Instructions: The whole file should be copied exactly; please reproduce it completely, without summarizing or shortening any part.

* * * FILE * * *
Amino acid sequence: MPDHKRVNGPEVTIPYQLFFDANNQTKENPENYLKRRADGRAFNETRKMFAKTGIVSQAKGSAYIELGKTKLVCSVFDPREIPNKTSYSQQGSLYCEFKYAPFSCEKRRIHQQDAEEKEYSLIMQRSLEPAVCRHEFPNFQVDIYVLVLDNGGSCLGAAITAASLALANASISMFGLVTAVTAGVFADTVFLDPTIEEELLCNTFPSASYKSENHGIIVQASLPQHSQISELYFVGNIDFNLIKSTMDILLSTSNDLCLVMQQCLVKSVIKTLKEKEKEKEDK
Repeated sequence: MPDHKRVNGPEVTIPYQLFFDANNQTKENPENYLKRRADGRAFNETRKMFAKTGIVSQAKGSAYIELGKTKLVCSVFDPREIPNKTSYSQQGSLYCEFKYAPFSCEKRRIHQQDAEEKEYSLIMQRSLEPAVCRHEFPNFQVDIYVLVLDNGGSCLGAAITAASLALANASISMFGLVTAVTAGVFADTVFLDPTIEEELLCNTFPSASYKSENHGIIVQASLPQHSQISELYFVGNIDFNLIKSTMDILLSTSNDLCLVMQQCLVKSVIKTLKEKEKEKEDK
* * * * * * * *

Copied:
Amino acid sequence: MPDHKRVNGPEVTIPYQLFFDANNQTKENPENYLKRRADGRAFNETRKMFAKTGIVSQAKGSAYIELGKTKLVCSVFDPREIPNKTSYSQQGSLYCEFKYAPFSCEKRRIHQQDAEEKEYSLIMQRSLEPAVCRHEFPNFQVDIYVLVLDNGGSCLGAAITAASLALANASISMFGLVTAVTAGVFADTVFLDPTIEEELLCNTFPSASYKSENHGIIVQASLPQHSQISELYFVGNIDFNLIKSTMDILLSTSNDLCLVMQQCLVKSVIKTLKEKEKEKEDK
Repeated sequence: MPDHKRVNGPEVTIPYQLFFDANNQTKENPENYLKRRADGRAFNETRKMFAKTGIVSQAKGSAYIELGKTKLVCSVFDPREIPNKTSYSQQGSLYCEFKYAPFSCEKRRIHQQDAEEKEYSLIMQRSLEPAVCRHEFPNFQVDIYVLVLDNGGSCLGAAITAASLALANASISMFGLVTAVTAGVFADTVFLDPTIEEELLCNTFPSASYKSENHGIIVQASLPQHSQISELYFVGNIDFNLIKSTMDILLSTSNDLCLVMQQCLVKSVIKTLKEKEKEKEDK